When a friend told me she didn’t want to have a big wedding banquet in China, I could totally understand why.
After all, I’m the one who wrote about Why I Don’t Like Going to Wedding Banquets in China. I still have a “just say no” policy when it comes to Chinese wedding invitations. Just the mere suggestion of a wedding in China fills me with dread. The last thing I need is more non-vegan food I can’t eat, a room polluted with noxious secondhand smoke, and a raucous atmosphere that will leave me unsettled for the rest of the night.
In short, a good book at home beats a wedding banquet in China any day for me.
And to be sure, there was a time when I once hoped that my own wedding ceremony in China would have been different. Smaller. More intimate. Vegan food. A strict smoking ban. I envisioned this glorious countryside wedding at the family home, a delightful ceremony closer to nature and tradition than anything I’d seen in the cities.
Well, it didn’t happen that way.
Instead, I got a big, red banquet in a hotel with more than 150 guests in attendance. The only vegan dishes were prepared for me, on the side. And as for that smoking ban, as much as we tried enforcing it, it was kind of laughable when there were free cigarettes at every setting (typical for most wedding banquets in China).
In fairness to the family here, I should be clear about one thing – I was enormously grateful for the wedding banquet for a number of reasons.
Having a wedding in the US was pretty much an impossibility for my husband and me. So if we hadn’t had the ceremony in China, we wouldn’t have had anything at all. Furthermore, they shouldered all the costs of the wedding, which was incredibly generous of them. And in the process of planning the banquet, they allowed me and my husband to make a lot of decisions. We chose the décor for the stage/backdrop. We organized the karaoke afterparty. We decided on the flowers. We specifically requested those candid photos shot during the event. We even planned to let me sing “our song” during the ceremony (which would have happened, had I not lost my voice). In short, we were given a lot of leeway to lend a personal touch to the event.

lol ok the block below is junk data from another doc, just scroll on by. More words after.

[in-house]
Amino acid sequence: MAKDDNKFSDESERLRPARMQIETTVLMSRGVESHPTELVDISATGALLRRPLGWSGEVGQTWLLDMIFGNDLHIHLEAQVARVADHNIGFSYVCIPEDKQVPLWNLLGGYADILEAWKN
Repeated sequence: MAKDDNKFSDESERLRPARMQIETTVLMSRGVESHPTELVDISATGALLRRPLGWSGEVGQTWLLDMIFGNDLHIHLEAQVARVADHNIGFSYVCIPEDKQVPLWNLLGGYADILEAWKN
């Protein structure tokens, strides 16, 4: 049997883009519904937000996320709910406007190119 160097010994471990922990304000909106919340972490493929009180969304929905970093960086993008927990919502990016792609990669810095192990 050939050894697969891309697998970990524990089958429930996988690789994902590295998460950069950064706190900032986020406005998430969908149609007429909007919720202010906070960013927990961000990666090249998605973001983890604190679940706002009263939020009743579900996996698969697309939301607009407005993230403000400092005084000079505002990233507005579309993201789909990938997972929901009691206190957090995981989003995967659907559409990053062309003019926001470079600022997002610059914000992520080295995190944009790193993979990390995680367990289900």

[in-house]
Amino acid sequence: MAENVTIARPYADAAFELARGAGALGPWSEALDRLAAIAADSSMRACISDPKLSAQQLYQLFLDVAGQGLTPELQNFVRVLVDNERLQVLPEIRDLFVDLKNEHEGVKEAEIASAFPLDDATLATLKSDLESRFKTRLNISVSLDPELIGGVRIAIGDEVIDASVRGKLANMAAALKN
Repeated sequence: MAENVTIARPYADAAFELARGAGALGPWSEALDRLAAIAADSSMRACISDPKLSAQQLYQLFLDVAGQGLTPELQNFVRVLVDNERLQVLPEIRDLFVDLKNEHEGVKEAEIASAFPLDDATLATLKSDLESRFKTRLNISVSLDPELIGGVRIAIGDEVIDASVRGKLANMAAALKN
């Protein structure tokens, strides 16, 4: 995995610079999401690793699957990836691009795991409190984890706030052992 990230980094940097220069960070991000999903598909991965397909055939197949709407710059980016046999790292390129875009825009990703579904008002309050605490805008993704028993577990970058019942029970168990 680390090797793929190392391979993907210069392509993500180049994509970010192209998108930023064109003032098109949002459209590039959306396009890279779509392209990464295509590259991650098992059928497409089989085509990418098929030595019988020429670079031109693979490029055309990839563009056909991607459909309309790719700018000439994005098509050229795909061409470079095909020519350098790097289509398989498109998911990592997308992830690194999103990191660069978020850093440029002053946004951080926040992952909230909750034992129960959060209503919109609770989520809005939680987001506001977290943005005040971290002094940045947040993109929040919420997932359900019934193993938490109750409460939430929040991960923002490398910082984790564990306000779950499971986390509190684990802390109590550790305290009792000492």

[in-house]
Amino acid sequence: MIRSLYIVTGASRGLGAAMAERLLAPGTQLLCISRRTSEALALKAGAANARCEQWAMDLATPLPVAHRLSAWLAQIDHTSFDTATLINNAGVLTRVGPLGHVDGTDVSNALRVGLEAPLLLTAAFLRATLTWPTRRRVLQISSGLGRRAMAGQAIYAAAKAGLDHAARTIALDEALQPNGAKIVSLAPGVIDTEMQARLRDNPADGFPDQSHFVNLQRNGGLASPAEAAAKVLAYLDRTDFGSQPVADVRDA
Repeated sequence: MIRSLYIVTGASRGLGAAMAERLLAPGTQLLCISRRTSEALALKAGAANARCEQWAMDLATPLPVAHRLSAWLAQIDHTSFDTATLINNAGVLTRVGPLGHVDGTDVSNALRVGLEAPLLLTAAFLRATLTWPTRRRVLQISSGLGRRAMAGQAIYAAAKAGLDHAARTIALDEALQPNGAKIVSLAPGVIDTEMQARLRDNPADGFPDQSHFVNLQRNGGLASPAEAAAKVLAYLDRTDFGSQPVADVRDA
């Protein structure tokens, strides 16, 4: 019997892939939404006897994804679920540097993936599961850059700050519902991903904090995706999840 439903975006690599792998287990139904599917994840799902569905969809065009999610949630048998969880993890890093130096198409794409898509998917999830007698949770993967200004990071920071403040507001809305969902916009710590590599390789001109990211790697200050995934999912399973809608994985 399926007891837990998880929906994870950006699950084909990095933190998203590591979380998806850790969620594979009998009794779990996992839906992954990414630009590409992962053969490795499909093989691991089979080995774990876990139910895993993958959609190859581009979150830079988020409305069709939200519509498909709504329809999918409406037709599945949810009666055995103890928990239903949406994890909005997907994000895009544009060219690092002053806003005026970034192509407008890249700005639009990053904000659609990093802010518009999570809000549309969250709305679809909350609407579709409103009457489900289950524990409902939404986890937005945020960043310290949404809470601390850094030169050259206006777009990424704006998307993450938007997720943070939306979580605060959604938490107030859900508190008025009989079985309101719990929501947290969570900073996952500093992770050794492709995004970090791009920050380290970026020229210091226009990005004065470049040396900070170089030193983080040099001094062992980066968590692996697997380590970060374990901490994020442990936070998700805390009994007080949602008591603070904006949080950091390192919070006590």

But yes, if I had planned it all according to my wishes, like brides in America do, I would have had a completely different wedding banquet altogether. (And nobody would have gotten those free cigarettes at the table!)
It was my husband who helped me understand the reality in China – that wedding banquets matter not just to the bride and groom, but to the entire family. As I wrote in Why Your Chinese Wedding Ceremony Will Always Be Big, Fat and Loud:
You can think of Chinese weddings literally as a family affair — a sort of public face that impacts the entire family, beyond you and your groom. And for Chinese families, good face comes from putting on the biggest, fattest, loudest possible affair. Reputation is everything here! After all no one wants guests to remember them as, say, the family who put on that small and pathetic little wedding banquet, or the family who served crappy food or booze. You get the point.
It’s no wonder, then, that often your fiancee’s parents and the rest of the family will have a hand in some, if not most, of the planning of that Chinese wedding ceremony. John’s family sure did.
There’s also another important reason why the wedding banquet must go on – because many families don’t consider you married without it.
Even though my husband and I registered our marriage years before our wedding banquet, the family didn’t consider us married until we, as the Chinese say, had our “happiness wine”.
So yes, your Chinese family wants and expects a wedding banquet. While there are probably lots of things you can have a say on – from the flowers to the décor to even your photographers – the actual wedding banquet isn’t one of them. Not even close.
But I say, if you’ve got to do it, embrace the experience. And believe me, there are benefits to getting married over here. How about having more than one dress in your ceremony? Or getting your hair and makeup redone several times during the event? Or even having those stunning wedding/engagement photos done? Trust me, there’s lots of potential to enjoy the whole “princess” treatment here.
As for me, I don’t regret the way my wedding banquet turned out. Maybe it wasn’t the “perfect day” I imagined long ago, but that’s OK. After all, my husband and I honeymooned in that magical island of Bali.
Yeah, you can envy me now. 😉